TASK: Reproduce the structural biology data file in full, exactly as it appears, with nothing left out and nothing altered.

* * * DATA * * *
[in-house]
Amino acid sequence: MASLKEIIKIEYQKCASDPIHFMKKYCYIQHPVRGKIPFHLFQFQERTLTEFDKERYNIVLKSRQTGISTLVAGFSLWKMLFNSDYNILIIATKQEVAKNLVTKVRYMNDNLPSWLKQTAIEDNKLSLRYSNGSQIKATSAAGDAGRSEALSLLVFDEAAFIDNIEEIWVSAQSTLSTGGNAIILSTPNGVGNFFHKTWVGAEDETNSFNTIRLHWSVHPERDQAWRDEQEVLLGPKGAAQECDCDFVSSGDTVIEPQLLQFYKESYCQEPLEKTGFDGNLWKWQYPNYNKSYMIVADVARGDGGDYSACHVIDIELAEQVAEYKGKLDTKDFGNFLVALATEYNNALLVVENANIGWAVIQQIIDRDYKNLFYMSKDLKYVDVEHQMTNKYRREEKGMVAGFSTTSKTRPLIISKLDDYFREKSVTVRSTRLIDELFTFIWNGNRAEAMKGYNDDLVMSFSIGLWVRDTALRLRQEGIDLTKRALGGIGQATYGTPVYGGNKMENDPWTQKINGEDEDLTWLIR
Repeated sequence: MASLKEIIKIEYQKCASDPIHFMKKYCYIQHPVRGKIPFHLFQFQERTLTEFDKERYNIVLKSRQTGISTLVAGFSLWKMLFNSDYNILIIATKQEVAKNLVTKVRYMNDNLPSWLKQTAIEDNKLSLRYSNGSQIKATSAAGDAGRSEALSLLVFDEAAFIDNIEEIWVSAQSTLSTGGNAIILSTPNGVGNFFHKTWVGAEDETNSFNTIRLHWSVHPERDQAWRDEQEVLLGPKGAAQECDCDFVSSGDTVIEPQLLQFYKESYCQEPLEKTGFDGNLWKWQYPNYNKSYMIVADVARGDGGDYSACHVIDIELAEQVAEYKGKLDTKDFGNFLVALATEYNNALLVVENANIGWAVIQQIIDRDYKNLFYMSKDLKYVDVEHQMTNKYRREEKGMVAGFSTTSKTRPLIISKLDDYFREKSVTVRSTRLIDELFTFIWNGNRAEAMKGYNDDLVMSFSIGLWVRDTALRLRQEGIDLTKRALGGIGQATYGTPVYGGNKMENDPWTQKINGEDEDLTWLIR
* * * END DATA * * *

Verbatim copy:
[in-house]
Amino acid sequence: MASLKEIIKIEYQKCASDPIHFMKKYCYIQHPVRGKIPFHLFQFQERTLTEFDKERYNIVLKSRQTGISTLVAGFSLWKMLFNSDYNILIIATKQEVAKNLVTKVRYMNDNLPSWLKQTAIEDNKLSLRYSNGSQIKATSAAGDAGRSEALSLLVFDEAAFIDNIEEIWVSAQSTLSTGGNAIILSTPNGVGNFFHKTWVGAEDETNSFNTIRLHWSVHPERDQAWRDEQEVLLGPKGAAQECDCDFVSSGDTVIEPQLLQFYKESYCQEPLEKTGFDGNLWKWQYPNYNKSYMIVADVARGDGGDYSACHVIDIELAEQVAEYKGKLDTKDFGNFLVALATEYNNALLVVENANIGWAVIQQIIDRDYKNLFYMSKDLKYVDVEHQMTNKYRREEKGMVAGFSTTSKTRPLIISKLDDYFREKSVTVRSTRLIDELFTFIWNGNRAEAMKGYNDDLVMSFSIGLWVRDTALRLRQEGIDLTKRALGGIGQATYGTPVYGGNKMENDPWTQKINGEDEDLTWLIR
Repeated sequence: MASLKEIIKIEYQKCASDPIHFMKKYCYIQHPVRGKIPFHLFQFQERTLTEFDKERYNIVLKSRQTGISTLVAGFSLWKMLFNSDYNILIIATKQEVAKNLVTKVRYMNDNLPSWLKQTAIEDNKLSLRYSNGSQIKATSAAGDAGRSEALSLLVFDEAAFIDNIEEIWVSAQSTLSTGGNAIILSTPNGVGNFFHKTWVGAEDETNSFNTIRLHWSVHPERDQAWRDEQEVLLGPKGAAQECDCDFVSSGDTVIEPQLLQFYKESYCQEPLEKTGFDGNLWKWQYPNYNKSYMIVADVARGDGGDYSACHVIDIELAEQVAEYKGKLDTKDFGNFLVALATEYNNALLVVENANIGWAVIQQIIDRDYKNLFYMSKDLKYVDVEHQMTNKYRREEKGMVAGFSTTSKTRPLIISKLDDYFREKSVTVRSTRLIDELFTFIWNGNRAEAMKGYNDDLVMSFSIGLWVRDTALRLRQEGIDLTKRALGGIGQATYGTPVYGGNKMENDPWTQKINGEDEDLTWLIR